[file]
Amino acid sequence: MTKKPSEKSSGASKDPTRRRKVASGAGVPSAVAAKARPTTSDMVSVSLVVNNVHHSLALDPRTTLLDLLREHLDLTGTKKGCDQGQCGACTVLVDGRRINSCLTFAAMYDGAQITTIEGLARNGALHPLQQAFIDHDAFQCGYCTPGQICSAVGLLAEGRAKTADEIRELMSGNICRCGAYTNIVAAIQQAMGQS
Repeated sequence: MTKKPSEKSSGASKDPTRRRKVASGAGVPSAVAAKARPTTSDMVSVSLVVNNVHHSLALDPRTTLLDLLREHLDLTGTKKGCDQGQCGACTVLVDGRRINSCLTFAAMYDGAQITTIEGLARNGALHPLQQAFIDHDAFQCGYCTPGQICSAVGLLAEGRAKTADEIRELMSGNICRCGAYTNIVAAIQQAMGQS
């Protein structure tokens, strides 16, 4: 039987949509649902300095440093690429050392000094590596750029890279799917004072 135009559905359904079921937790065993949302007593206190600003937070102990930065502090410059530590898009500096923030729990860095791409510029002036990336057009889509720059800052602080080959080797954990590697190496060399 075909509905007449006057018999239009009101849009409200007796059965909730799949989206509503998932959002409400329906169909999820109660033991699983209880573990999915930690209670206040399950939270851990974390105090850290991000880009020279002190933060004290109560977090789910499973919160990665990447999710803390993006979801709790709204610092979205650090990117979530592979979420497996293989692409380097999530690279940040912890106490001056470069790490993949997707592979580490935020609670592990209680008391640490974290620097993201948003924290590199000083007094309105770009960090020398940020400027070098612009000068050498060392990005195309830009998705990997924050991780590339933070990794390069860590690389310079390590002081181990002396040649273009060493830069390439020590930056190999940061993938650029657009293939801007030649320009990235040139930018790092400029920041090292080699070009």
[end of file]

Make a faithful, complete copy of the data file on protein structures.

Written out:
Amino acid sequence: MTKKPSEKSSGASKDPTRRRKVASGAGVPSAVAAKARPTTSDMVSVSLVVNNVHHSLALDPRTTLLDLLREHLDLTGTKKGCDQGQCGACTVLVDGRRINSCLTFAAMYDGAQITTIEGLARNGALHPLQQAFIDHDAFQCGYCTPGQICSAVGLLAEGRAKTADEIRELMSGNICRCGAYTNIVAAIQQAMGQS
Repeated sequence: MTKKPSEKSSGASKDPTRRRKVASGAGVPSAVAAKARPTTSDMVSVSLVVNNVHHSLALDPRTTLLDLLREHLDLTGTKKGCDQGQCGACTVLVDGRRINSCLTFAAMYDGAQITTIEGLARNGALHPLQQAFIDHDAFQCGYCTPGQICSAVGLLAEGRAKTADEIRELMSGNICRCGAYTNIVAAIQQAMGQS
């Protein structure tokens, strides 16, 4: 039987949509649902300095440093690429050392000094590596750029890279799917004072 135009559905359904079921937790065993949302007593206190600003937070102990930065502090410059530590898009500096923030729990860095791409510029002036990336057009889509720059800052602080080959080797954990590697190496060399 075909509905007449006057018999239009009101849009409200007796059965909730799949989206509503998932959002409400329906169909999820109660033991699983209880573990999915930690209670206040399950939270851990974390105090850290991000880009020279002190933060004290109560977090789910499973919160990665990447999710803390993006979801709790709204610092979205650090990117979530592979979420497996293989692409380097999530690279940040912890106490001056470069790490993949997707592979580490935020609670592990209680008391640490974290620097993201948003924290590199000083007094309105770009960090020398940020400027070098612009000068050498060392990005195309830009998705990997924050991780590339933070990794390069860590690389310079390590002081181990002396040649273009060493830069390439020590930056190999940061993938650029657009293939801007030649320009990235040139930018790092400029920041090292080699070009």